Radio Codel Kayna relies on local experts, women, and youth for a unique COVID-19 response

| February 1, 2021

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Saoul Ndungo has been the director of Radio Codel Kayna in Kayna, North Kivu, DRC, for more than four years. During this time, his community has experienced outbreaks of both Ebola and COVID-19. In both cases, Mr. Ndungo knew that Radio Codel Kayna had an important role to play.

Mr. Ndungo says that COVID-19 arrived in his community less than a year after Ebola subsided. And like Ebola, COVID-19 was met with skepticism.

Mr. Ndungo says, “In the beginning, people were reluctant. That was the first challenge; they didn’t believe in it.”

So when he saw the call for FRI’s COVID-19 support funds, Mr. Ndungo knew he had to apply because Radio Codel Kayna needed the support to serve its listeners. By September 2020, the station had received the funds and purchased a computer, two modems, and a recorder.

The station now uses this equipment to address listeners’ concerns about COVID-19 through a program called “Savoir pour Sauver” (“Know to Save.”) Mr. Ndungo says the program was created during the Ebola outbreak in DRC to address myths and misconceptions. During the COVID-19 crisis, it is needed for the same reason.

The program mainly features pre-recorded interviews with local health experts. These trusted community voices address listeners’ concerns about COVID-19 and share their knowledge on how to prevent its spread.

Mr. Ndungo says it’s very important that the experts are from the local community. It’s a lesson he learned the hard way during Ebola when Radio Codel Kayna called on experts from outside the community, like the Minister of Health in Butembo, which is more than 100 km away.

He says: “The people in the local community thought that Ebola did not concern them because the expert was very external. With the arrival of COVID-19, we have concluded that it’s really necessary to involve health professionals who are local, who live with the community …”

He adds: “[Now,] people can hear the voice of someone they know, who they see every day, talking about the disease, and really be convinced that the virus exists.”

Mr. Ndungo says that female leaders are needed in this effort too. He admits it isn’t always easy to encourage women to speak on air, but thinks the effort is worthwhile. Their voices help to reach more listeners and make an important statement about women’s role in media.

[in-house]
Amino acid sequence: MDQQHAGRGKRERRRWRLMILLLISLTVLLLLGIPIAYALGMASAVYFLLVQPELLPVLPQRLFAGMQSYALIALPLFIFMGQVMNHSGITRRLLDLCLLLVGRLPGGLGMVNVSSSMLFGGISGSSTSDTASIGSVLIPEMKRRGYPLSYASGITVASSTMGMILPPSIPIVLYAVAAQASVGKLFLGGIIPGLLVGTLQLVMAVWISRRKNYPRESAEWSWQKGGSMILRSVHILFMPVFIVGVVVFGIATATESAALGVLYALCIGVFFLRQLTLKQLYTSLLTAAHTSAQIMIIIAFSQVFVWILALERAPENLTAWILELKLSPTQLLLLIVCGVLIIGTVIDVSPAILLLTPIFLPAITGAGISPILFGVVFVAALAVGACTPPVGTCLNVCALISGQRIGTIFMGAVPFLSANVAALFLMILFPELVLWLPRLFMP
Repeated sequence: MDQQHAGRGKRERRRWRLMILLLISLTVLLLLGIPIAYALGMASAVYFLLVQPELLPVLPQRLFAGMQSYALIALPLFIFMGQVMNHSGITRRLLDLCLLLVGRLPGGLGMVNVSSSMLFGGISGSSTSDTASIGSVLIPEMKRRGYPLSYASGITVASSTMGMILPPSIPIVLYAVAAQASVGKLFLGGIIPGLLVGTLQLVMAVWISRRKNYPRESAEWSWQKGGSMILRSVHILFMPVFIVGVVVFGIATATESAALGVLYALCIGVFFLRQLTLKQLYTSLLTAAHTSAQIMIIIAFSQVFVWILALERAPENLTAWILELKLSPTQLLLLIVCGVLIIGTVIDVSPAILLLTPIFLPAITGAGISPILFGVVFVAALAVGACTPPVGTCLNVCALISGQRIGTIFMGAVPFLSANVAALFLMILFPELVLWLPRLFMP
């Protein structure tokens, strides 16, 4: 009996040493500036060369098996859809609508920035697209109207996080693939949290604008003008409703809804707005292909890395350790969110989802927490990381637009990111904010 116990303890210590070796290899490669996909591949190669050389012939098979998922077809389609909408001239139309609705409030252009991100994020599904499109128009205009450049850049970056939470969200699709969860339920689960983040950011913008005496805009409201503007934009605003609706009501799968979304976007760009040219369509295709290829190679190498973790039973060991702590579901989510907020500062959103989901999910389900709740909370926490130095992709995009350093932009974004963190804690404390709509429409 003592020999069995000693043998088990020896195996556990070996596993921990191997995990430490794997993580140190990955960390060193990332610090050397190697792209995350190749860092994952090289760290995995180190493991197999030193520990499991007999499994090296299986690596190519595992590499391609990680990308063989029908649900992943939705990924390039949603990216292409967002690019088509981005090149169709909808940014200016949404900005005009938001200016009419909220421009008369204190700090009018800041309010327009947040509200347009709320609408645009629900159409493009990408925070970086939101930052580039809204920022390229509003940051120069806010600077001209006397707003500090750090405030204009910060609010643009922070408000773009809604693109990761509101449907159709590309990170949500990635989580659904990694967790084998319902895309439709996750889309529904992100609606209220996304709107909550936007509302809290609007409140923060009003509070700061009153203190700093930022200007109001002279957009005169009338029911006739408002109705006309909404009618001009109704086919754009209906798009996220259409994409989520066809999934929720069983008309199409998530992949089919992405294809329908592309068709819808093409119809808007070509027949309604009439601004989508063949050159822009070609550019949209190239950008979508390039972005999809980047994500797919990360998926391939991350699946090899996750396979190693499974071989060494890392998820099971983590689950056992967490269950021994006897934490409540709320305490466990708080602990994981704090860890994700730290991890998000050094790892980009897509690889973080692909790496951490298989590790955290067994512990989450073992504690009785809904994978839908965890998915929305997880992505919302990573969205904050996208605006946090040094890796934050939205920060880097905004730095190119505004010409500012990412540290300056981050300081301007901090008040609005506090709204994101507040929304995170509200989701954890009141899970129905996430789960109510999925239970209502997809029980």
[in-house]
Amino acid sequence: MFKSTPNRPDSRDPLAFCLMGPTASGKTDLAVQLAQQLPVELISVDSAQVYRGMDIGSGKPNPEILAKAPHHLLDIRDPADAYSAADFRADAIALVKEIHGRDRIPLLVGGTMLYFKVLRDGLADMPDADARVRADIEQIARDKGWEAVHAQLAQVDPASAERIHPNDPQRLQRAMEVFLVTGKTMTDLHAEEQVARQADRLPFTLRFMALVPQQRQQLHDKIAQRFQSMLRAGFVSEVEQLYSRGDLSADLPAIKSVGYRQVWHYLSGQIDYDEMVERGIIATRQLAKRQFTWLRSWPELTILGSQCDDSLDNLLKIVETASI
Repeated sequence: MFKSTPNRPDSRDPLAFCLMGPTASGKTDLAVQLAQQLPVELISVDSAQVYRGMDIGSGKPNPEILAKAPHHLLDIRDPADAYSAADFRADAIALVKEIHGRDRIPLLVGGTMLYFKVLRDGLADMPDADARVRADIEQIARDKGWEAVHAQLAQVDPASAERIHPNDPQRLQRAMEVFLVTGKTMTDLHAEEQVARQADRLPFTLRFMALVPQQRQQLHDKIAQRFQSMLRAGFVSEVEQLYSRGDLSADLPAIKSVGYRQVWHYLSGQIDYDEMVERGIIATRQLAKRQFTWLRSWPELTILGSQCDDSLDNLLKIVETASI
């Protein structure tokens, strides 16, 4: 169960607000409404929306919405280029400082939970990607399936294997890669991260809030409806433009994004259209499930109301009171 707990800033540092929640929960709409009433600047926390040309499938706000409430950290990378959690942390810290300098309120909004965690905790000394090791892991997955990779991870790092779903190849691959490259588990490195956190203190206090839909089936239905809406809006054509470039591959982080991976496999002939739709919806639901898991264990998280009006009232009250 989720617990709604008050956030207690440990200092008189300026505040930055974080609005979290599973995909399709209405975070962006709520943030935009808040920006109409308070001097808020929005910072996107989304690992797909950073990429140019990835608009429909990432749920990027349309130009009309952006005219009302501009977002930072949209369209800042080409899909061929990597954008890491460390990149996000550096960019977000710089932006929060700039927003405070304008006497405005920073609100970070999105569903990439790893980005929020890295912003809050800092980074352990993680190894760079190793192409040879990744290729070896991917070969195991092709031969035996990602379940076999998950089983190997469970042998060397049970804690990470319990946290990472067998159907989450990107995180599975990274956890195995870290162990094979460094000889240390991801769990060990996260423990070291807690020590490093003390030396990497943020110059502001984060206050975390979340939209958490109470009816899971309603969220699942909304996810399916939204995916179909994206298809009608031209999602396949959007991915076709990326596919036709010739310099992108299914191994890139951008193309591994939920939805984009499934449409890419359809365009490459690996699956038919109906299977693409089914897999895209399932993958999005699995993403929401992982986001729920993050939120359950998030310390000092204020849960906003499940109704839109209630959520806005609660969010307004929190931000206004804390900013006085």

He says: “If we continue to talk to [women], and if we could have ways to organize sessions with them … on gender, women’s rights, gender equality, it can help them express themselves [and] give them the opportunity to understand that they can do better in the media than men do.”

Youth is another key audience for Radio Codel Kayna’s COVID-19 response programs. During the Ebola outbreak, the station established a connection with local youth through what Mr. Ndungo describes as a mix between a listening club and a lobbying group.

Today the youth group is 30 members strong and includes youth between the ages of 10 and 35. During the COVID-19 pandemic, as during the Ebola outbreak, these youth help keep the radio informed on local rumours, which broadcasters then address on-air. The youth also feature as guests on the program and even broadcast the occasional episode. Mr. Ndungo says they play an important role as ambassadors in their community.

Lessons learned from their Ebola response have guided Radio Codel Kayna well during the COVID-19 pandemic. But while key health messages for COVID-19 are similar to those for Ebola, Mr. Ndungo notes a few important differences.

He explains: “People already knew that in order to prevent Ebola, you have to respect hygiene measures. Then COVID-19 came … with the same message, you have to respect hygiene measures. But social distancing was a novelty.” So was the idea of wearing face masks.

To address these new public health guidelines, Mr. Ndungo and the staff of Radio Codel Kayna relied on Farm Radio’s COVID-19 radio spots to convey the messages. They translated the spots into two local languages, Kinande and Swahili, and play them twice daily.

Thanks to Radio Codel Kayna’s unique and inclusive approach, listeners began to accept health experts’ messages about COVID-19.

Mr. Ndungo says: “As time went on, we spread the message about COVID-19, with the support of FRI. [The community] realized that this is a global phenomenon [and] that they too must become involved in the prevention of this virus.”

Radio Codel Kayna was one of more than 100 stations to receive Farm Radio COVID-19 support funds. Read more Spotlight stories to learn about other recipients of these funds.